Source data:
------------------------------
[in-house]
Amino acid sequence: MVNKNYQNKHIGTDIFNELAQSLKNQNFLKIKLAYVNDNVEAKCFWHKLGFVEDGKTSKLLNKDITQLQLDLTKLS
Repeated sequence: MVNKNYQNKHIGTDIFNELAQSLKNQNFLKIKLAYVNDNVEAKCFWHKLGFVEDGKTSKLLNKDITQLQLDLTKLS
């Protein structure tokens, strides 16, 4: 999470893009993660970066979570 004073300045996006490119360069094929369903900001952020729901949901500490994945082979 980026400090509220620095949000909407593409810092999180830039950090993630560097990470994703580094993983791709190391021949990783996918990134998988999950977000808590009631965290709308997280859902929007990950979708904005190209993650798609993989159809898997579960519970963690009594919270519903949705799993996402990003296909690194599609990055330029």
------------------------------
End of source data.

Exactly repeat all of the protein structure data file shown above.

[in-house]
Amino acid sequence: MVNKNYQNKHIGTDIFNELAQSLKNQNFLKIKLAYVNDNVEAKCFWHKLGFVEDGKTSKLLNKDITQLQLDLTKLS
Repeated sequence: MVNKNYQNKHIGTDIFNELAQSLKNQNFLKIKLAYVNDNVEAKCFWHKLGFVEDGKTSKLLNKDITQLQLDLTKLS
């Protein structure tokens, strides 16, 4: 999470893009993660970066979570 004073300045996006490119360069094929369903900001952020729901949901500490994945082979 980026400090509220620095949000909407593409810092999180830039950090993630560097990470994703580094993983791709190391021949990783996918990134998988999950977000808590009631965290709308997280859902929007990950979708904005190209993650798609993989159809898997579960519970963690009594919270519903949705799993996402990003296909690194599609990055330029």